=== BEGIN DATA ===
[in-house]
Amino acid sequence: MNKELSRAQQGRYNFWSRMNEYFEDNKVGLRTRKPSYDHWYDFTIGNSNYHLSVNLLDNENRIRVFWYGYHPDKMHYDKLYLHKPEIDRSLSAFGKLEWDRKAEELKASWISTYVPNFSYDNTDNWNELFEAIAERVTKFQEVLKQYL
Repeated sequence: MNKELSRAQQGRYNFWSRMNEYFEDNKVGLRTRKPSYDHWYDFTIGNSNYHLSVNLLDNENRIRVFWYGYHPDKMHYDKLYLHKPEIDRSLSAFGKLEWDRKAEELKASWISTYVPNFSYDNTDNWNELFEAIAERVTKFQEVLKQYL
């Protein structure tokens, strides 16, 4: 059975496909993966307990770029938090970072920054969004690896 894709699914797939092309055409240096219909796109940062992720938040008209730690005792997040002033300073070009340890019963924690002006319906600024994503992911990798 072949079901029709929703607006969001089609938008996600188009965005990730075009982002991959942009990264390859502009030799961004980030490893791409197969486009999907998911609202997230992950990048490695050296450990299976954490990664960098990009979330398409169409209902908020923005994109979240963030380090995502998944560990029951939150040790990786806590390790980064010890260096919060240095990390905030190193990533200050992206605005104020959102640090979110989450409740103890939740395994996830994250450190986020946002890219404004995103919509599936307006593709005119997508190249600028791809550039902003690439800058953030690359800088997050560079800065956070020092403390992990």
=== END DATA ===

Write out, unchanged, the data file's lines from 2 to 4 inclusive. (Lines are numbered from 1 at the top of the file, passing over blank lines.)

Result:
Amino acid sequence: MNKELSRAQQGRYNFWSRMNEYFEDNKVGLRTRKPSYDHWYDFTIGNSNYHLSVNLLDNENRIRVFWYGYHPDKMHYDKLYLHKPEIDRSLSAFGKLEWDRKAEELKASWISTYVPNFSYDNTDNWNELFEAIAERVTKFQEVLKQYL
Repeated sequence: MNKELSRAQQGRYNFWSRMNEYFEDNKVGLRTRKPSYDHWYDFTIGNSNYHLSVNLLDNENRIRVFWYGYHPDKMHYDKLYLHKPEIDRSLSAFGKLEWDRKAEELKASWISTYVPNFSYDNTDNWNELFEAIAERVTKFQEVLKQYL
């Protein structure tokens, strides 16, 4: 059975496909993966307990770029938090970072920054969004690896 894709699914797939092309055409240096219909796109940062992720938040008209730690005792997040002033300073070009340890019963924690002006319906600024994503992911990798 072949079901029709929703607006969001089609938008996600188009965005990730075009982002991959942009990264390859502009030799961004980030490893791409197969486009999907998911609202997230992950990048490695050296450990299976954490990664960098990009979330398409169409209902908020923005994109979240963030380090995502998944560990029951939150040790990786806590390790980064010890260096919060240095990390905030190193990533200050992206605005104020959102640090979110989450409740103890939740395994996830994250450190986020946002890219404004995103919509599936307006593709005119997508190249600028791809550039902003690439800058953030690359800088997050560079800065956070020092403390992990």